How to keep the grocery store from draining your wallet

Want to instantly save money? Start by spending less at the grocery store. Here are seven tips to keep in mind when buying food for your family.

How to keep the grocery store from draining your wallet

Want to instantly save money? Start by spending less at the grocery store. Here are seven tips to keep in mind when buying food for your family.
  • Are you looking for ways to stretch your dollars? One of the easiest (and possibly overlooked) ways to save money is to cut back on how you spend money at the grocery store. I've found implementing just a few of these tips when I go grocery shopping enables my family to keep some of that hard-earned cash in our pockets.

  • Buy in bulk

  • Many of the go-through-like-water items (like toilet paper, bread and diapers) are best bought in bulk at club stores, like Costco or Sam's Club. Also, keeping your pantry well-stocked with staple foods will enable you to eat at home more and not resort to eating out as frequently. Word of caution: make sure you price match before shopping in bulk and avoid buying produce unless you know you will go through it before it goes bad. Certain foods, like fruits and veggies, are best purchased on an as-needed basis as they expire sooner than most foods.

  • Shop the perimeter of the grocery store

  • Did you know grocery stores strategically place staple food items, like milk, at the back of the store, making you more likely to loiter in the inner aisles and grab unnecessary food items? Shopping the perimeter of the grocery store will not only be better for your health (as you will avoid purchasing things like cookies, potato chips and other processed foods) but you are also less likely to waste money on overpriced impulse buys.

  • Bring a list

  • This seems obvious — but it is so crucial. Take it a step further and categorize your food in sections like dairy, bread and produce. You will save both time and money when you buy the things you need in just one grocery store trip instead of draining your gasoline budget by making multiple trips during the week. Also, having an itemized list will get you in and out — as well as keep you from lingering in the aisles of the non-essentials.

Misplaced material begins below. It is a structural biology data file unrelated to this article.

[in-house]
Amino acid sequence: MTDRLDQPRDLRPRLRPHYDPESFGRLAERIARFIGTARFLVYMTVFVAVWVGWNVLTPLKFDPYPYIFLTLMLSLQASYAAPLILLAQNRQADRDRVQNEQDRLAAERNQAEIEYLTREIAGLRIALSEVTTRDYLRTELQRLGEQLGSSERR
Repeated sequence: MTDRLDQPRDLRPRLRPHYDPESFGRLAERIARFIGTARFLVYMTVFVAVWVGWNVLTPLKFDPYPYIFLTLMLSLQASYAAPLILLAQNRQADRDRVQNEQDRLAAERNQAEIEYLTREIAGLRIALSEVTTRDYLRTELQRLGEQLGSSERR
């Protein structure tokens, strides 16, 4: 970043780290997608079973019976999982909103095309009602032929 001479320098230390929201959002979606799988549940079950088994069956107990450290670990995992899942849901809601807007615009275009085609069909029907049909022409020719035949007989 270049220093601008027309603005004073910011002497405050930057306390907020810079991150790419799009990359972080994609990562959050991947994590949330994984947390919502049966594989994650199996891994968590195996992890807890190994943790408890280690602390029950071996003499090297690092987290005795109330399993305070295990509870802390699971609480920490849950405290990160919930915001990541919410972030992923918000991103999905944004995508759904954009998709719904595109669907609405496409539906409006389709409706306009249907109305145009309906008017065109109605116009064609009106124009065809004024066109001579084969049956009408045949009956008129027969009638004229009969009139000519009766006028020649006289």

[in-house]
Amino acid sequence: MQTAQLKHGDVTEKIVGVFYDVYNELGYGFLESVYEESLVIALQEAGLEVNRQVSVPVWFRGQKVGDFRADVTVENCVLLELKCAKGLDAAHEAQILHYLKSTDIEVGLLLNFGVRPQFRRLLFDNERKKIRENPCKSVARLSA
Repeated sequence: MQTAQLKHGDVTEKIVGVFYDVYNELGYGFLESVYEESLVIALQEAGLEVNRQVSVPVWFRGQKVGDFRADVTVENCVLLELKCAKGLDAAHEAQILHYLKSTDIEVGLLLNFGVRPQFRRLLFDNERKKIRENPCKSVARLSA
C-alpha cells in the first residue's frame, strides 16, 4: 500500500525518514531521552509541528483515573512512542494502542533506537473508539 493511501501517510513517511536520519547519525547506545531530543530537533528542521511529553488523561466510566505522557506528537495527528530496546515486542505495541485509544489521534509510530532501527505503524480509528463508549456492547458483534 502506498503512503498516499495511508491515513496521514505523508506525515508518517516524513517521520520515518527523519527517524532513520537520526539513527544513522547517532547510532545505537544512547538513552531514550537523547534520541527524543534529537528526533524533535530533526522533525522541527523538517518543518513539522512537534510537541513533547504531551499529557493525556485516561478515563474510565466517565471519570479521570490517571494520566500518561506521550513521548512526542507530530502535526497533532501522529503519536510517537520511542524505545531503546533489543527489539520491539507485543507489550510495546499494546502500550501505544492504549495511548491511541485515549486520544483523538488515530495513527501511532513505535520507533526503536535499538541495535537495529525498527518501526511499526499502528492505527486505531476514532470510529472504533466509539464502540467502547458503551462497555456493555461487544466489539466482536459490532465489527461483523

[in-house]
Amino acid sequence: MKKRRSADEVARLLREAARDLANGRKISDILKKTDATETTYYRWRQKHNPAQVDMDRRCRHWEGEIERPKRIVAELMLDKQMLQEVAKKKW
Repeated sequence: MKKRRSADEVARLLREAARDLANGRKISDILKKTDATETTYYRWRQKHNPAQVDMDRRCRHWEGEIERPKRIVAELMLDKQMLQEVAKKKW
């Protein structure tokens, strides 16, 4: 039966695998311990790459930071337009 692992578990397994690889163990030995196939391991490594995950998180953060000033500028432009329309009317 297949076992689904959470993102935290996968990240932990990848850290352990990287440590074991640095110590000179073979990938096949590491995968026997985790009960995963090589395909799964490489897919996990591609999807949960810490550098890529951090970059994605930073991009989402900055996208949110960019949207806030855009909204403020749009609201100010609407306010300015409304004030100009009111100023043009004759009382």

• Buy fruits and veggies in season

  • You'll pay top dollar for produce that is not in season. Also, try to plan meals around fruits and veggies that will be easier on your wallet. Check out eattheseasons for a list of fruits and veggies currently in season.

  • Price match

  • Some grocery stores, like Wal-Mart, will allow you to price match (which basically means if you find a lower priced item in a competitor's ad, your store will match it). Price matching can save you big bucks, especially on some of the most expensive food items like dairy, produce and meat. Ask your local grocers to see if they take part in price matching.

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  • Make a meal plan

  • We've all heard the saying, "If you fail to plan, you'll plan to fail." This can definitely be applied to the amount of money spent or wasted on food because of lack of planning. If you create a set meal plan, you will know exactly what items you need to buy, thus cutting back on your trips to and from the store and preventing frivolous purchasing. Also, making large quantity meals at home (like soups, pasta or casseroles) can give your family multiple, left-over meals during the week — which will keep you from eating out as often.

  • Shop the weeks you don't get paid

  • It may sound counterintuitive, but grocery shopping on the weeks you don't get paid can definitely cut-back on spending and allow you to be more aware of your purchases.

  • On her blog, Get Rich Slowly, Kristin Wong says "Like most people, I get paid bi-weekly, and I try to do my major grocery shopping on the week that I don't get paid. That way, I don't tell myself, "Hey, I can afford these overpriced air fresheners. I'm rich!'"

  • If you feel like your family budget is taking a hit because you're overspending on your food bill, start making changes today by practicing just a few of these tips. With a little effort and planning, you will discover more money in your bank account and less stress in your home and family life.

Debbie Sibert is a Utah native and mother of three. Contact her at

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